#LTHEchat 257: Student led use of social media for professional networking and more in a higher education setting. Led by @neilwithnell and @karolinaviolet

Selection of social media logos and mobile phones

Image by Gerd Altmann from Pixabay

The use of social media by higher education students has been found to improve communication resulting in increased involvement and engagement (Lacka et al., 2021). Some of the reasons for students engaging in social media are; social interaction and integration (Neier & Zayer, 2015), future career building and professional networking (Josefsson et al., 2016) and reducing loneliness when on an international placement (Sleeman et al., 2020). Although studies have shown a positive attitude towards the use of social media in higher education (Romero-Hall, 2017; Cooke, 2017), there have also been apprehensions against its implementation and mainstream use. Lacka et al (2021) discuss how social media was not created in an educational context and that its suitability raises ethical concerns including social exclusion and digital division.

Other concerns regarding social media use by higher education students are also surrounding distraction from educational work ‘blurring’ the distinction between personal and academic online spaces (Sleeman et al., 2020). However, it has been argued that social media is an effective tool for developing network connections, finding placement opportunities, and improving employability skills (Lacka et al., 2021; Romero-Hall, 2017). Questions are also raised around the ‘professional presence’ on social media, and which platforms can be kept strictly professional (Josefsson et al., 2016).

Many institutions and professional bodies have released guidelines on social media use for anyone who is affiliated with their name, including universities. These social media guidelines typically include themes such as information governance, online behaviours and risk mitigation (Lees, 2018). These sets of rules and recommendations are to protect the account holder, as well as the affiliated institution and must be abided by to ensure a safe and civil online presence. It is interesting how opinions on social media use differs, depending on perspective and perceived purpose, as well as how organisations have had to adapt their policies to include social media usage and ensuring individuals maintain a good digital footprint.

From personal experience, social media has been very beneficial and looking forward to discussing, debating and learning about your views and experiences! Join us on Wednesday 1st March between 20:00-21:00 for the next #LTHEchat.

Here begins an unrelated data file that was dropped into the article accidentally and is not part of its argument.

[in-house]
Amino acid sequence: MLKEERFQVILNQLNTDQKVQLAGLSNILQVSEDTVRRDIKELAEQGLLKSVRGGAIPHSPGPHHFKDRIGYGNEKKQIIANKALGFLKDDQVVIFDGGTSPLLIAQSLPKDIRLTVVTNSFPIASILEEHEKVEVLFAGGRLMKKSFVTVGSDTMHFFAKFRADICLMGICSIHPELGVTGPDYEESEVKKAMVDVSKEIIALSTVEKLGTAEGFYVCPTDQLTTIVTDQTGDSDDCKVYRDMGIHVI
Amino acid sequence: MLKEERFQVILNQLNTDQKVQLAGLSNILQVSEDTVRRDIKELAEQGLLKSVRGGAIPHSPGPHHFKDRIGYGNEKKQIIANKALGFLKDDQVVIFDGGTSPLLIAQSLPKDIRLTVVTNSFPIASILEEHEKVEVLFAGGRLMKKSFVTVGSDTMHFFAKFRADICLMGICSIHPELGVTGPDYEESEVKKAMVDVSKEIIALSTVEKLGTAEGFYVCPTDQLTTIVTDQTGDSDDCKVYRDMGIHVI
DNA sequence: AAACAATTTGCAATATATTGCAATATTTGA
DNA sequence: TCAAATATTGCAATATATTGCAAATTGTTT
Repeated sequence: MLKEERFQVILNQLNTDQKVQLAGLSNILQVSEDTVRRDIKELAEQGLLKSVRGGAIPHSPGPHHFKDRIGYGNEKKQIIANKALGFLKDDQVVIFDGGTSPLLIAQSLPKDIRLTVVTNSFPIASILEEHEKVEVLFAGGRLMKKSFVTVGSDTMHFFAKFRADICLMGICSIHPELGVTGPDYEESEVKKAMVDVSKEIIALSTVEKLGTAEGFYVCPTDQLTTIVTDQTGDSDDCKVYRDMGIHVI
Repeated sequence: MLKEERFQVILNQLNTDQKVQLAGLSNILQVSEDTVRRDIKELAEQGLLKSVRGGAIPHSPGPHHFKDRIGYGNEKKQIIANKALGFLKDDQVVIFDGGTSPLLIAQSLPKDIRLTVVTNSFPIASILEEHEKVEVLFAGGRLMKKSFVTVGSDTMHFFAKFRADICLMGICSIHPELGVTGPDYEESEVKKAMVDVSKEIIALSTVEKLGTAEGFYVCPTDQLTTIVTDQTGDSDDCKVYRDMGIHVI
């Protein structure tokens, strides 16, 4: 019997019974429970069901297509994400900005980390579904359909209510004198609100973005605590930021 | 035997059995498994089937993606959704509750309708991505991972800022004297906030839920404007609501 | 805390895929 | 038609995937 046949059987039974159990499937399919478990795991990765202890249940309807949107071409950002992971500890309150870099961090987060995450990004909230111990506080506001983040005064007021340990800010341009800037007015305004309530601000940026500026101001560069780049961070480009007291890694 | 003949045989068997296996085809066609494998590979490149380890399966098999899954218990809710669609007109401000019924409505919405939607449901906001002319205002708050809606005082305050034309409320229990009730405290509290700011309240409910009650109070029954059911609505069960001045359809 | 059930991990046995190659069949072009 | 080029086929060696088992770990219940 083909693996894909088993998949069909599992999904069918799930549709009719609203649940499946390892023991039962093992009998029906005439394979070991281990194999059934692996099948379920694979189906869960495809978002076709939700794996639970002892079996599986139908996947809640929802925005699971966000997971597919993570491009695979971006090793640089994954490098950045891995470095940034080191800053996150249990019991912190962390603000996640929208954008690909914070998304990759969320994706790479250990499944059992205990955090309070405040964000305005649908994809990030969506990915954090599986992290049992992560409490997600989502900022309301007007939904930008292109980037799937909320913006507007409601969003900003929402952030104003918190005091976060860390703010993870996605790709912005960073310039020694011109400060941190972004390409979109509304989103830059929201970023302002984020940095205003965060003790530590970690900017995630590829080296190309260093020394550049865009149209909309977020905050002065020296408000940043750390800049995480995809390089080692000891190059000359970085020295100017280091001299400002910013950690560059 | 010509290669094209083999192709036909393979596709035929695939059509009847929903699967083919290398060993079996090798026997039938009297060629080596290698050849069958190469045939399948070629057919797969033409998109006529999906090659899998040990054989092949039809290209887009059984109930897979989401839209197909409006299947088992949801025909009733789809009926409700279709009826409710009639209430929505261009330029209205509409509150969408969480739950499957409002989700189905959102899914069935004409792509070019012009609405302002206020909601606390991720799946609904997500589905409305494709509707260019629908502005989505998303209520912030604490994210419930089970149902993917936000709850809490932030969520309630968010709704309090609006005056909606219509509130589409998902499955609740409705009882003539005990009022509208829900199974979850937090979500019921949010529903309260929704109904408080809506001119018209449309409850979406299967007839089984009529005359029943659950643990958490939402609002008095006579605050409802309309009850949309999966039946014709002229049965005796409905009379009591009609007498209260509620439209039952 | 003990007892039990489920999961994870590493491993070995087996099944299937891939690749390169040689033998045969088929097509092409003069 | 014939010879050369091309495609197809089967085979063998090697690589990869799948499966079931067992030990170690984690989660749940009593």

Cooke, S. (2017). Social teaching: Student perspectives on the inclusion of social media in higher education. Education and Information Technologies, 22, 255-269. https://doi.org/10.1007/s10639-015-9444-y

Josefsson, P., Hrastinski, S., Pargman, D. & Pargman, T. C. (2016). The student, the private and the professional role: Students’ social media use. Education and Information Technologies, 21, 1583-1594. https://doi.org/10.1007/s10639-015-9403-7

Lacka, E., Wong, T. C. & Haddoud, M. Y. (2021). Can digital technologies improve students’ efficiency? Exploring the role of Virtual Learning Environment and Social Media use in Higher Education. Computers and Education, 163, Article 104099. https://doi.org/10.1016/j.compedu.2020.104099

Lees, R. (2018). Social media policies in UK Higher Education Institutions – An overview. [conference paper]. International Conference on Social Computing and Social Media, Copenhagen, Denmark. https://doi.org/10.1007/978-3-319-91521-0_34

Neier, S. & Zayer, L. T. (2015). Students’ perceptions and experiences of Social Media in Higher Education. Journal of Marketing Education, 37(3), 133-143. https://doi.org/10.1177/0273475315583748

Romero-Hall, E. (2017). Posting, sharing, networking and connecting: Use of social media content by graduate students. TechTrends, 61, 580-588. https://doi.org/10.1007/s11528-017-0173-5

Sleeman, J., Lang, C. & Dakich, E. (2020). Social media, learning and connections for international students: The disconnect between what students use and the tools learning management systems offer. Australasian Journal of Educational Technology, 36(4), 44-56. https://doi.org/10.14742/ajet.4384


Karolina Staniecka is a final year Student Nurse at the University of Salford with interests in digital skills and social media for students in Higher Education. @karolinaviolet

Neil Withnell is Associate Dean academic Student Experience at the University of Salford with a passion for digital education and social media. @neilwithnell

Wakelet from the chat is here:


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